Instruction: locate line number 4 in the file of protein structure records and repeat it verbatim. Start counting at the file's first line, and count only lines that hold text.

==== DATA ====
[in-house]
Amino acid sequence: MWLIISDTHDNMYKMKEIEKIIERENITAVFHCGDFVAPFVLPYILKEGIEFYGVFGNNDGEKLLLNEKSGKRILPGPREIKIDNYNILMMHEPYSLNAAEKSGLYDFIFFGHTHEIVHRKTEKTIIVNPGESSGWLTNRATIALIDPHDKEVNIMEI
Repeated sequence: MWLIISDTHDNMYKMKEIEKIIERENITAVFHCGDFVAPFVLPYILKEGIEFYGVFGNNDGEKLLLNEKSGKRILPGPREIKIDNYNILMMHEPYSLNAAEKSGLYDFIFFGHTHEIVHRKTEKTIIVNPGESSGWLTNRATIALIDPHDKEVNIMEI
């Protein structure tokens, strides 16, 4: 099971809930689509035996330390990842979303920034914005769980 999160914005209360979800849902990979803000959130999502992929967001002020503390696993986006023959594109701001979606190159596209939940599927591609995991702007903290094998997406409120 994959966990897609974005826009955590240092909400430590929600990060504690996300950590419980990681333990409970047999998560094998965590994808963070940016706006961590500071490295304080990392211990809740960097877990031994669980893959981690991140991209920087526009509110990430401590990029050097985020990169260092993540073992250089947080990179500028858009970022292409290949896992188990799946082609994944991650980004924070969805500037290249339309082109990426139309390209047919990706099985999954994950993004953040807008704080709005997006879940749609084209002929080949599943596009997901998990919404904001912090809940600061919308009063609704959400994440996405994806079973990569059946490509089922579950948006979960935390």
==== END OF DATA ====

């Protein structure tokens, strides 16, 4: 099971809930689509035996330390990842979303920034914005769980 999160914005209360979800849902990979803000959130999502992929967001002020503390696993986006023959594109701001979606190159596209939940599927591609995991702007903290094998997406409120 994959966990897609974005826009955590240092909400430590929600990060504690996300950590419980990681333990409970047999998560094998965590994808963070940016706006961590500071490295304080990392211990809740960097877990031994669980893959981690991140991209920087526009509110990430401590990029050097985020990169260092993540073992250089947080990179500028858009970022292409290949896992188990799946082609994944991650980004924070969805500037290249339309082109990426139309390209047919990706099985999954994950993004953040807008704080709005997006879940749609084209002929080949599943596009997901998990919404904001912090809940600061919308009063609704959400994440996405994806079973990569059946490509089922579950948006979960935390």